Disaster Recovery Planning for MSPs
In the past few months, the southern United States has experienced significant damage from the ravages of hurricanes Harvey and Irma. These natural disasters are freakish and unexpected but unfortunately they are not uncommon. Even at a lesser degree of intensity such as a tropical storm, the results can take the form of significant damages and IT outages.
The question then becomes how to prepare for the unexpected. What are the best practices and tools teams need in order to handle a catastrophe effectively? Leveraging OnPage – Incident Alert Management Platform can be deeply beneficial for MSPs who want to start offering disaster recovery solutions for clients. OnPage can also help MSP teams get disaster recovery ready!
WHO NEEDS A DISASTER RECOVERY PLAN?
Small and medium-sized businesses (SMBs) are becoming increasingly vulnerable to security risks and data loss resulting from malware attacks, DDoS attacks, server failures, and natural disasters. So, what can SMBs do to protect themselves? A good first step is to create a disaster recovery plan, something 75 percent of SMBs don’t currently have in place according to a Nationwide Insurance study. This represents a significant opportunity for MSPs to grow their businesses and create new revenue streams around disaster recovery planning. However, that same Nationwide study found 38 percent of small business owners do not believe it is important to have a disaster recovery plan in place. This statistic indicates that MSPs have their work cut out for them
HOW TO CONVINCE YOUR CUSTOMERS THAT THEY NEED DISASTER RECOVERY PLANNING
Approach your customers with a few key questions that might make them think. Questions like:
- what would happen if they weren’t able to open/operate e-mails
- what would happen if they couldn’t open their app
- what would happen if they couldn’t’ open their website or e-store for an hour or a day
By highlighting the value of Recovery Time Objectives (RTO) and Recovery Point Objectives (RPO), MSPs can help their SMB customers identify how much data they can lose without significantly impacting their business and how long they can go without this data before it hurts their bottom line. It is important to note that if the SMB operates in a highly regulated industry, it will typically need tighter RPOs and RTOs to maintain normal business functions.
SMBs should never underestimate the power of a well-crafted disaster recovery plan, and it is always better for their data to be safe rather than be sorry when it is gone forever. For MSPs, disaster recovery planning can provide a way to add value for their SMB customers, and when they are able to leverage this tool to proactively protect their customers from experiencing a catastrophic loss following a cyber-attack, server failure, or natural disaster, everyone wins.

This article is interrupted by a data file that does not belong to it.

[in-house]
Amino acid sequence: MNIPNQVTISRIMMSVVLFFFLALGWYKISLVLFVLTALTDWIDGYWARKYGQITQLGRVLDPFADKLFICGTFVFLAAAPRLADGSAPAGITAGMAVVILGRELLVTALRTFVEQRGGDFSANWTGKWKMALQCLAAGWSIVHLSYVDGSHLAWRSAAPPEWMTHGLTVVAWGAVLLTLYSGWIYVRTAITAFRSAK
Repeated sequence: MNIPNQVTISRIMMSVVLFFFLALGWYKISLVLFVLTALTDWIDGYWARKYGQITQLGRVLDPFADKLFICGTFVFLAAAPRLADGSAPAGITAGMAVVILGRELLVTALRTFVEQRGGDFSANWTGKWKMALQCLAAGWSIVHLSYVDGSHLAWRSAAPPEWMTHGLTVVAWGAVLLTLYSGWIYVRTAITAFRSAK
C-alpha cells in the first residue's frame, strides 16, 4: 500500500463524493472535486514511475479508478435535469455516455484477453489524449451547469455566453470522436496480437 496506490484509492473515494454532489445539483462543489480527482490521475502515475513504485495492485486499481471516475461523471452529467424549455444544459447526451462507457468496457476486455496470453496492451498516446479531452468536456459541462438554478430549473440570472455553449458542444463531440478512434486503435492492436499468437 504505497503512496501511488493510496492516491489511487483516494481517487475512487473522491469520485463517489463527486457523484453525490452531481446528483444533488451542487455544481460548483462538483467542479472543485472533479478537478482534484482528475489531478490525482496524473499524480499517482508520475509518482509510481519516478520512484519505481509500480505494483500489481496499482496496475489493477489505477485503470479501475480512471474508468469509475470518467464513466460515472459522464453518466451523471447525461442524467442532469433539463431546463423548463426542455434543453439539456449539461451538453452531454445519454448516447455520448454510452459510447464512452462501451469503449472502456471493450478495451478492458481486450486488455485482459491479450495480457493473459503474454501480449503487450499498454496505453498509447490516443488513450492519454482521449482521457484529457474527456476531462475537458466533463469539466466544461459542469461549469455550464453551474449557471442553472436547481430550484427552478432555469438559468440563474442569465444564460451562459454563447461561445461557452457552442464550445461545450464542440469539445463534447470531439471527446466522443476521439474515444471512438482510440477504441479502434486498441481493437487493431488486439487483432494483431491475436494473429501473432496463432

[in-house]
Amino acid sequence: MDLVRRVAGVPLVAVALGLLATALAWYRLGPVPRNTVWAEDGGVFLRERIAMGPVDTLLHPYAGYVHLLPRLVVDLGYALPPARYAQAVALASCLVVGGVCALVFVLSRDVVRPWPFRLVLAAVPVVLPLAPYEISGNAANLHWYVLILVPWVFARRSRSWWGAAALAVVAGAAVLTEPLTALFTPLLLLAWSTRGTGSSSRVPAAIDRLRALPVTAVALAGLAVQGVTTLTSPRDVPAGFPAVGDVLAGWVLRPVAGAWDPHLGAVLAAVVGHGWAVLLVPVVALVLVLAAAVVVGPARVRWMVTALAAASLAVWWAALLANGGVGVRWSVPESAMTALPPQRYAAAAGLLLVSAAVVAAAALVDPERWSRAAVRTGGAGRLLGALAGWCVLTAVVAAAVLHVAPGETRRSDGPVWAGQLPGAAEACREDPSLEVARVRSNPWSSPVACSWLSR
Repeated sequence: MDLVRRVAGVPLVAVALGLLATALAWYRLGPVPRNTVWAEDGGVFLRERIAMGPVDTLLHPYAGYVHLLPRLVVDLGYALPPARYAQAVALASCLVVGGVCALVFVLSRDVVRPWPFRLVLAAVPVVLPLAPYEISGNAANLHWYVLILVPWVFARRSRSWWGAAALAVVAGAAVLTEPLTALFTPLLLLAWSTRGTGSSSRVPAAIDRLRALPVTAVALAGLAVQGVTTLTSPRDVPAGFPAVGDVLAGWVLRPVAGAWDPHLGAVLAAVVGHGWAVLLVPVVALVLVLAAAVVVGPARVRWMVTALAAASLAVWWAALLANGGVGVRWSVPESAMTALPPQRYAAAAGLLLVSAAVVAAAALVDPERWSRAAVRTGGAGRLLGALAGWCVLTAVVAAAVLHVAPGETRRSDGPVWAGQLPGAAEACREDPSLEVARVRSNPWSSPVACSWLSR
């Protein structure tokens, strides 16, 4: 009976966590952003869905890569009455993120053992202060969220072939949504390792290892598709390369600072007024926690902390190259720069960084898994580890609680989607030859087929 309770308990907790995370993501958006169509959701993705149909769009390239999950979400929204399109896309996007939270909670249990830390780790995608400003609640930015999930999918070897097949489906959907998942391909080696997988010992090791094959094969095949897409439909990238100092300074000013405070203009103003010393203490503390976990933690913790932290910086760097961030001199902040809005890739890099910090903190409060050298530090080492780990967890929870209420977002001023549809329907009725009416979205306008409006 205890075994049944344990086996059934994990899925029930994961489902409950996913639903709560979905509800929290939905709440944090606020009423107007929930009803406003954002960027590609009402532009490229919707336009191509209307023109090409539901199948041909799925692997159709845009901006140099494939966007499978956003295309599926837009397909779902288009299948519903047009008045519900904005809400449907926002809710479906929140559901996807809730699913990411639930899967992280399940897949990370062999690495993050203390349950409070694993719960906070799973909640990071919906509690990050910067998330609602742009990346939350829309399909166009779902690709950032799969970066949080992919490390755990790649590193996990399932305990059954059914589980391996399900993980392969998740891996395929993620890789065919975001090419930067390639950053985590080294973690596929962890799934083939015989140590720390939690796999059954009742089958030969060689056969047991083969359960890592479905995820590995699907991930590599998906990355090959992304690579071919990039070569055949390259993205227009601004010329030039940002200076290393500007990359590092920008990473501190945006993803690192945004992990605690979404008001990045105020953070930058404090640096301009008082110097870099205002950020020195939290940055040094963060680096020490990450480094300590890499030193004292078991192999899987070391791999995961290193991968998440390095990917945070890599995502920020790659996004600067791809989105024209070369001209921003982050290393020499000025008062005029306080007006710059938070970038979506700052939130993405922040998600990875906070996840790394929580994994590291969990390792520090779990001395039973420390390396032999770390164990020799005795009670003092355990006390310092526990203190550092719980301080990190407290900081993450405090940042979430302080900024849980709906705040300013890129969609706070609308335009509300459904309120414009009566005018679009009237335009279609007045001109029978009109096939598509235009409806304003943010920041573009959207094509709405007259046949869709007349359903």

ONPAGE MAKES YOU READY FOR DISASTER RECOVERY PLANNING
STEP 1 – CATEGORIZE ALERTS: Not all alerts are created equal. As such you need to determine which outages are high priority and which are low priority. This step is essential so that you can prioritize your efforts and make sure you focus on the most important issues first and leave non-critical issues to be handled at a less hectic time. Priorities will change based on the business model at hand so they won’t necessarily be the same for any two businesses.
STEP 2 – ESTABLISH SCHEDULING AND ESCALATION PROTOCOLS: Your IT team needs to have a practiced game plan around who on the team will get alerted and how they will respond. Utilize OnPage’s Digital Scheduler. When disaster strikes, it shouldn’t be a guessing game as to who is notified. There needs to be a pre-defined disaster team who knows that they are the first line of defense, no matter if the technology belongs to their company or to a client. The team and back-up responders need to have their names in a digital schedule so that when an alert comes in, it can be forwarded to the right IT engineer on call right away. Furthermore make sure your alerting policy uses escalations. By implementing escalations, you ensure that if an alert cannot be handled by a particular member of your IT team because they are busy, the alert will be forwarded to the next person in the on-call schedule. In the case of emergencies, this is particularly important.
STEP 3 – ESTABLISH ROCK SOLID COMMUNICATIONS: Communications are perhaps the most important element during a critical outage. If you are unable to communicate with your colleagues or your customers are unable to communicate with you, then the serious outage has just been magnified. Phone lines are easily downed during storms so communications need to occur over smartphones. By using the proper smartphone applications, your team can receive alerts from technologies, customers and colleagues. More importantly, they can use texting capabilities found on smartphone apps like OnPage that mark if a message has been received and read. With this knowledge of a message being read, team members know when their colleagues have received a message or if they need to escalate a request for help.